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Energy and momentum flux in the sun and Newton's 3rd law.

  1. Oct 23, 2009 #1
    Newton's Third Law of Motion:

    III. For every action there is an equal and opposite reaction.

    Photons in the sun on average travel outward, electrons and ions on average recoil inwards? Does Newton's third law come into play here?

    Thank you for help with my confusion.
  2. jcsd
  3. Oct 24, 2009 #2


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    Electrons and ions on average recoil inwards? Actually, the Sun is a net producer of charged particles; this stream of particles is called the solar wind.

    It's true that Newton's third law (and its corollary, the conservation of momentum) apply to the fusion reacts that produce photons, but it's not as if those photons are streaming out into space. The gamma photons produced enter the convection zone, where energy transfer is mostly via convection. The photons we see are black-body photons produced very near the surface of the Sun, not the gamma photons produced by fusion reactions.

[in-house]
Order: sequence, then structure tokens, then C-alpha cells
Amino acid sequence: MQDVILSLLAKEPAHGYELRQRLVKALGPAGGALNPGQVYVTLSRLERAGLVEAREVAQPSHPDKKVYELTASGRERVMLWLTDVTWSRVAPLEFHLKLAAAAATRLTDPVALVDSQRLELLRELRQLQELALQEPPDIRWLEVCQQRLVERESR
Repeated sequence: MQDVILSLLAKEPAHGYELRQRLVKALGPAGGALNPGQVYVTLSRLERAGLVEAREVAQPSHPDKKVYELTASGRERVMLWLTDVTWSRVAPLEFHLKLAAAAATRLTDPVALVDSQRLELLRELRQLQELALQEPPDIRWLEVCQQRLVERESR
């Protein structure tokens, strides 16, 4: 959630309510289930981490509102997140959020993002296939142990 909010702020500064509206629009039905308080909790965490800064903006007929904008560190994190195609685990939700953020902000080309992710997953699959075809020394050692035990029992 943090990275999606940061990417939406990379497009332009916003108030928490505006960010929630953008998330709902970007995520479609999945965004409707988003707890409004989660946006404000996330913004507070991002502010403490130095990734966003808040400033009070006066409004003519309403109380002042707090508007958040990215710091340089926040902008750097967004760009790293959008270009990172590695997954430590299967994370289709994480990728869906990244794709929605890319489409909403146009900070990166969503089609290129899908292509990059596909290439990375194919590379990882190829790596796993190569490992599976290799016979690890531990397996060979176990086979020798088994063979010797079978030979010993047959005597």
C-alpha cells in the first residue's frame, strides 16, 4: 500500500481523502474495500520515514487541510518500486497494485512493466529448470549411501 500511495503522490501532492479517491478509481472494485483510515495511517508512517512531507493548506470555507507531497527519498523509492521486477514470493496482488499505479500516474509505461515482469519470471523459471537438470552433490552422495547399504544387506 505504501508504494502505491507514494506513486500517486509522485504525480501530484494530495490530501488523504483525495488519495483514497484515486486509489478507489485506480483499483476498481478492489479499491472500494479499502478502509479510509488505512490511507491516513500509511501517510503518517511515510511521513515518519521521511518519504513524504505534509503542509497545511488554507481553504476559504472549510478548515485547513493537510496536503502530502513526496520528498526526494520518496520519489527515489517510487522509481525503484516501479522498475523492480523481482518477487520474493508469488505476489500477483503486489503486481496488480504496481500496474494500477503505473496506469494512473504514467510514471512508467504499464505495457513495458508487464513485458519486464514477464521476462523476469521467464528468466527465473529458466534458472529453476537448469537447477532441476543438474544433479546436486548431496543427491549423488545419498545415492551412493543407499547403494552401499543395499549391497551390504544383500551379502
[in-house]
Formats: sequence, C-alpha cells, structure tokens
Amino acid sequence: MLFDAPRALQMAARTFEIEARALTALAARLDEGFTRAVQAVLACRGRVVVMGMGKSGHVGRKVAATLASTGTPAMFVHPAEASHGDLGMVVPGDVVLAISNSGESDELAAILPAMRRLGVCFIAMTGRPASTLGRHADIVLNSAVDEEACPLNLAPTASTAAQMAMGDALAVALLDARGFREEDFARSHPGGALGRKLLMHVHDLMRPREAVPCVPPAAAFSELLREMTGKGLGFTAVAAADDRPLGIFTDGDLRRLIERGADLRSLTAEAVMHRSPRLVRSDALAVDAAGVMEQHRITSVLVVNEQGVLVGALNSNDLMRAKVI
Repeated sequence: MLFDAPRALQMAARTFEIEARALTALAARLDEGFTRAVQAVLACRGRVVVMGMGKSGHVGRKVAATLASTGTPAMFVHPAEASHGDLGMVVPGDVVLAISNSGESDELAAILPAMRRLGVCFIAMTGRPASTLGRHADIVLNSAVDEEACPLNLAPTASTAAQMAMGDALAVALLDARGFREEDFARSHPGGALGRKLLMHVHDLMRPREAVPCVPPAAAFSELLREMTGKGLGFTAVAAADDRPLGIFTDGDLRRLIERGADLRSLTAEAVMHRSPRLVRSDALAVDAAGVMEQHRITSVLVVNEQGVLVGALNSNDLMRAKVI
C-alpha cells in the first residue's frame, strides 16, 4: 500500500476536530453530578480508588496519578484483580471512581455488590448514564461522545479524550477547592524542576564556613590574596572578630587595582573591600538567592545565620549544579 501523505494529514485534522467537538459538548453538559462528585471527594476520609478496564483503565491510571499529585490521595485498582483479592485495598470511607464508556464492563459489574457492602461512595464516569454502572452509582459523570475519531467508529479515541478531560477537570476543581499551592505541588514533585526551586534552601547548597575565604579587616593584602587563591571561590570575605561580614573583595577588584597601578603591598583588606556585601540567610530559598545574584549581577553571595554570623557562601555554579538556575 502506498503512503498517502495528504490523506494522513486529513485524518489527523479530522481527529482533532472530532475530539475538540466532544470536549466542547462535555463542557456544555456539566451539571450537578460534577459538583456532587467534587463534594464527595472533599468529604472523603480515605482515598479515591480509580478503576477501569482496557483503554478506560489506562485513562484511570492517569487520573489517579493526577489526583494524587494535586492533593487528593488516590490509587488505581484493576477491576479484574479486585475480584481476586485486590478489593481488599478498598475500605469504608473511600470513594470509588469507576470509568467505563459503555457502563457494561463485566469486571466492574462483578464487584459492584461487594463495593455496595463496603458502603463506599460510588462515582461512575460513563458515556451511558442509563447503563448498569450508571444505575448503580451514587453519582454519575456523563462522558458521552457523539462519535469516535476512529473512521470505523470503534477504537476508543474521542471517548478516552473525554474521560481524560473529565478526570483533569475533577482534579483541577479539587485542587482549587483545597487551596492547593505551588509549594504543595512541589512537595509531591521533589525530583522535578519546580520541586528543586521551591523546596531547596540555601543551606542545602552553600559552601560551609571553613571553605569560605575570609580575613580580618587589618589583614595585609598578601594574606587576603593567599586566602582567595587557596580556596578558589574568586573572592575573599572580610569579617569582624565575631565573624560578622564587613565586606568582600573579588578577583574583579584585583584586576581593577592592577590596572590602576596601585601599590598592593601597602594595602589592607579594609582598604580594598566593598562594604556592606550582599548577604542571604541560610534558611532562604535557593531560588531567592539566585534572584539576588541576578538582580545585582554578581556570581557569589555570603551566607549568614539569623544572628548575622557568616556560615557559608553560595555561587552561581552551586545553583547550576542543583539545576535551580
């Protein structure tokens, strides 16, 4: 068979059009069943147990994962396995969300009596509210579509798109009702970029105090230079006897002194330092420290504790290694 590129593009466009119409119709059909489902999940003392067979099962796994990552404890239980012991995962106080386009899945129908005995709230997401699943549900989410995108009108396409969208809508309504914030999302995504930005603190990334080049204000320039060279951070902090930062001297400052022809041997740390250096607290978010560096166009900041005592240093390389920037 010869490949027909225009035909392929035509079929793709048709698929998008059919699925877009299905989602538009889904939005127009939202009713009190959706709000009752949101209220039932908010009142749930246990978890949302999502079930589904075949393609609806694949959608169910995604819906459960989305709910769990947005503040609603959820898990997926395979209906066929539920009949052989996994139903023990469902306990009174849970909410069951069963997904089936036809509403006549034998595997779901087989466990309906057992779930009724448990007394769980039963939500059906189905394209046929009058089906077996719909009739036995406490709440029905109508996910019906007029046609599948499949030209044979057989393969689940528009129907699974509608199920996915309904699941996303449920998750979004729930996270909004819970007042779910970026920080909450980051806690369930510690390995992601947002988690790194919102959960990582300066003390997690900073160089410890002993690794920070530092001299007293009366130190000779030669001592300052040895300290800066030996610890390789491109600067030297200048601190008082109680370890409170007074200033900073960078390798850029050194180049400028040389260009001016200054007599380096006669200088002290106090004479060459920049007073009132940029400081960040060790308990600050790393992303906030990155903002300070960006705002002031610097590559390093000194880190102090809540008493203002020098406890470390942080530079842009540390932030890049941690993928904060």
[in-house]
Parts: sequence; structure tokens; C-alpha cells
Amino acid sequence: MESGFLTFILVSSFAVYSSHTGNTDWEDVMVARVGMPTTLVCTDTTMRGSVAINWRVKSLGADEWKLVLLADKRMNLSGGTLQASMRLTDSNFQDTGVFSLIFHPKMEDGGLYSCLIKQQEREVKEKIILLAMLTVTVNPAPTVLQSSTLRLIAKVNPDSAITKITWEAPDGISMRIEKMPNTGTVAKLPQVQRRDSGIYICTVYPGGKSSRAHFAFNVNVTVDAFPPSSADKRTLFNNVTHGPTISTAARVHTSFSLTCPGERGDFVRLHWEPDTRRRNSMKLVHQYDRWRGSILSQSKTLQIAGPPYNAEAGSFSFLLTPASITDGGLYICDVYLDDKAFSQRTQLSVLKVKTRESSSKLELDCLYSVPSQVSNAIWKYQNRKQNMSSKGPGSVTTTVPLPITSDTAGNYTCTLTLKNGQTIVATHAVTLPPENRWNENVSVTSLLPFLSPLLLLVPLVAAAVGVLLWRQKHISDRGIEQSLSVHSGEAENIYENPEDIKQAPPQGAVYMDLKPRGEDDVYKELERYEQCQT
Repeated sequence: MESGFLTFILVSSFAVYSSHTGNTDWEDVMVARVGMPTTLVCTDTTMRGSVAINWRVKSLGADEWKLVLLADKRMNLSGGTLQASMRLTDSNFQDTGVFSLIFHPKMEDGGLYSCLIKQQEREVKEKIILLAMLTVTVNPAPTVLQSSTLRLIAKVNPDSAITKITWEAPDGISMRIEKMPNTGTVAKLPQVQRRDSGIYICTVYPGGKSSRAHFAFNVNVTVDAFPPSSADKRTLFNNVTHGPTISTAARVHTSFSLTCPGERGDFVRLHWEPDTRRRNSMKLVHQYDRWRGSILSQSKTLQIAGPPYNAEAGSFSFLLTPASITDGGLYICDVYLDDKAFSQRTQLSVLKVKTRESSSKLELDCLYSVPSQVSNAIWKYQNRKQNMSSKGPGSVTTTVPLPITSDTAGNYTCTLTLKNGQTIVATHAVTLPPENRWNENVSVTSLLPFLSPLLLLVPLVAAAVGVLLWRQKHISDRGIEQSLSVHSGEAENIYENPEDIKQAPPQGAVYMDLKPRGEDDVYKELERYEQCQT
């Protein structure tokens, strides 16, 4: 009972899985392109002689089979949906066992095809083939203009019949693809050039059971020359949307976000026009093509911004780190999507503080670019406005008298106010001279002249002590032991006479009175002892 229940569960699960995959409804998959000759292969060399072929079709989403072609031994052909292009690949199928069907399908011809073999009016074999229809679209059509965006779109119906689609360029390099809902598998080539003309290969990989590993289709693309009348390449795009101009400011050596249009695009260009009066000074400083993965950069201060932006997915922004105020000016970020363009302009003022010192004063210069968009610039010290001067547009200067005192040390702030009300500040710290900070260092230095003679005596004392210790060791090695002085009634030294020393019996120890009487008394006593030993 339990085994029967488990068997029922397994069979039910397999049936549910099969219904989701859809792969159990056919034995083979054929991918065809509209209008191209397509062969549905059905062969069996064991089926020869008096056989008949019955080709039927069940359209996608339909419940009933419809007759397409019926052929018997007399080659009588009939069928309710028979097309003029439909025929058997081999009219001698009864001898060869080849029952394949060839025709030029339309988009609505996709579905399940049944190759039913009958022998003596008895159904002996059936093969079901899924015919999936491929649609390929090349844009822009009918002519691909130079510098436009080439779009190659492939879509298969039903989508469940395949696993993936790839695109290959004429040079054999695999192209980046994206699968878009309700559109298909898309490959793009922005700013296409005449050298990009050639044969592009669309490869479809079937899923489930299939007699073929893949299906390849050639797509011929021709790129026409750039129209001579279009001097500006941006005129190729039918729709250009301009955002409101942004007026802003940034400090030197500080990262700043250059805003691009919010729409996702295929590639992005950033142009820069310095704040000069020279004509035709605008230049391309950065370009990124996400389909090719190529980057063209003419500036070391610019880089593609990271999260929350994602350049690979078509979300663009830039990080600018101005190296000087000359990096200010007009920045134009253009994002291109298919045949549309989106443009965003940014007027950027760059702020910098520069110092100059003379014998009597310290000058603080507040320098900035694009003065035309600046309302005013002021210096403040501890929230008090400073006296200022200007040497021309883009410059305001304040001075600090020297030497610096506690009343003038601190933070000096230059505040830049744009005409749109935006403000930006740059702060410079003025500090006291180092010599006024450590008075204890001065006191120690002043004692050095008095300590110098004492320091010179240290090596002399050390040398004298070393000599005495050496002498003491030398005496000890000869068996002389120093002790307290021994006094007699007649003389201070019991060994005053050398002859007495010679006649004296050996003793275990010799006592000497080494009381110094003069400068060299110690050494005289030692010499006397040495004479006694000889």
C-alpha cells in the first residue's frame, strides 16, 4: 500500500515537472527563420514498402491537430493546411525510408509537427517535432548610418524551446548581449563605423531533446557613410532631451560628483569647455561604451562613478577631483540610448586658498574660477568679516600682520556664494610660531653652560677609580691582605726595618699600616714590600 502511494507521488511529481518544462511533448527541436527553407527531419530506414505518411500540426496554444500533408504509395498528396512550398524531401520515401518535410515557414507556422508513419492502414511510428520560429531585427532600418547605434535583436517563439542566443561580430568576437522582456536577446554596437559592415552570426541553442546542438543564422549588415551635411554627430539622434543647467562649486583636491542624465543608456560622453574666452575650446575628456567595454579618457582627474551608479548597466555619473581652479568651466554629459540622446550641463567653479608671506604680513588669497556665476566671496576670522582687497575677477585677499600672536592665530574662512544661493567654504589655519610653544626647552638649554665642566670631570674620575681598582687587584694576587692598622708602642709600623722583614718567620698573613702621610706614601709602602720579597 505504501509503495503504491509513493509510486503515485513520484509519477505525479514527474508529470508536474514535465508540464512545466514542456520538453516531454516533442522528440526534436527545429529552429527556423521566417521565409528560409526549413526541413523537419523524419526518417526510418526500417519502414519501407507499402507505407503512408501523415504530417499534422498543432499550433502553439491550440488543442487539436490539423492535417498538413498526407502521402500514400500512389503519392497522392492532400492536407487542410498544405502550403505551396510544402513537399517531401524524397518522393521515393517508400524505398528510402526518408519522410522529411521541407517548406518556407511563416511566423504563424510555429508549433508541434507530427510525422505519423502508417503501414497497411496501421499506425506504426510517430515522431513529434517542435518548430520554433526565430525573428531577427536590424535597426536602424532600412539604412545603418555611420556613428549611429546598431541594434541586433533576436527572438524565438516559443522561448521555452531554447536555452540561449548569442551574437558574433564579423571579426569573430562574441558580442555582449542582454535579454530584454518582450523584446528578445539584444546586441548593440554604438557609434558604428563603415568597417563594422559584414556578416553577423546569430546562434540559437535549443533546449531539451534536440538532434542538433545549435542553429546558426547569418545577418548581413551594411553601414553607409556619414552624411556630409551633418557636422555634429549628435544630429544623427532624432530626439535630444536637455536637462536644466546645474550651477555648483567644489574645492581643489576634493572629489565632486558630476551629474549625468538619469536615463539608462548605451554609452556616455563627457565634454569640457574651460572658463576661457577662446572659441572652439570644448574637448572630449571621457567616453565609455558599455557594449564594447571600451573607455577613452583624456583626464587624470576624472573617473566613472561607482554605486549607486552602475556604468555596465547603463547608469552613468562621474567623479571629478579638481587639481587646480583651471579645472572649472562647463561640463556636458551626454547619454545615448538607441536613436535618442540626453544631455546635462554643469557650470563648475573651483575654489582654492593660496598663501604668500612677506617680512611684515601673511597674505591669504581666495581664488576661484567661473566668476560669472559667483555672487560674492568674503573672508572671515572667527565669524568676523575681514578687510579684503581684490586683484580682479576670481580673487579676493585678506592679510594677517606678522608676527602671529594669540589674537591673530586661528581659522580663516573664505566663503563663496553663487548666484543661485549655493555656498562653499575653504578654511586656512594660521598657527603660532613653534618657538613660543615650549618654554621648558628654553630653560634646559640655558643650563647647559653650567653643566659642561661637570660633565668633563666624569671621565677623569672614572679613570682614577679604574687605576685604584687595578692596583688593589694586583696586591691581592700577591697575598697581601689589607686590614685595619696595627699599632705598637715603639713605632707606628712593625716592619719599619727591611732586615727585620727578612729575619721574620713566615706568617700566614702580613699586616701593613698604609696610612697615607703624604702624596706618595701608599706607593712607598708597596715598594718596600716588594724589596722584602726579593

4. Oct 25, 2009 #3

    You're right to suspect that the ions and electrons throwing off photons from the Sun's photosphere experience a recoil from Newton's 3rd law. However they're very rapidly bumping into other ions and electrons before they travel very far in the photosphere, so any initially inwards vector is soon randomised.

    The photons - and, to a lesser extent, the solar wind - do cause an inwards pressure in reaction to their departure, but that's overwhelmed by gravity's much greater hold on them. The Sun would need to be much, much hotter and brighter for light pressure to match gravity in the photosphere.
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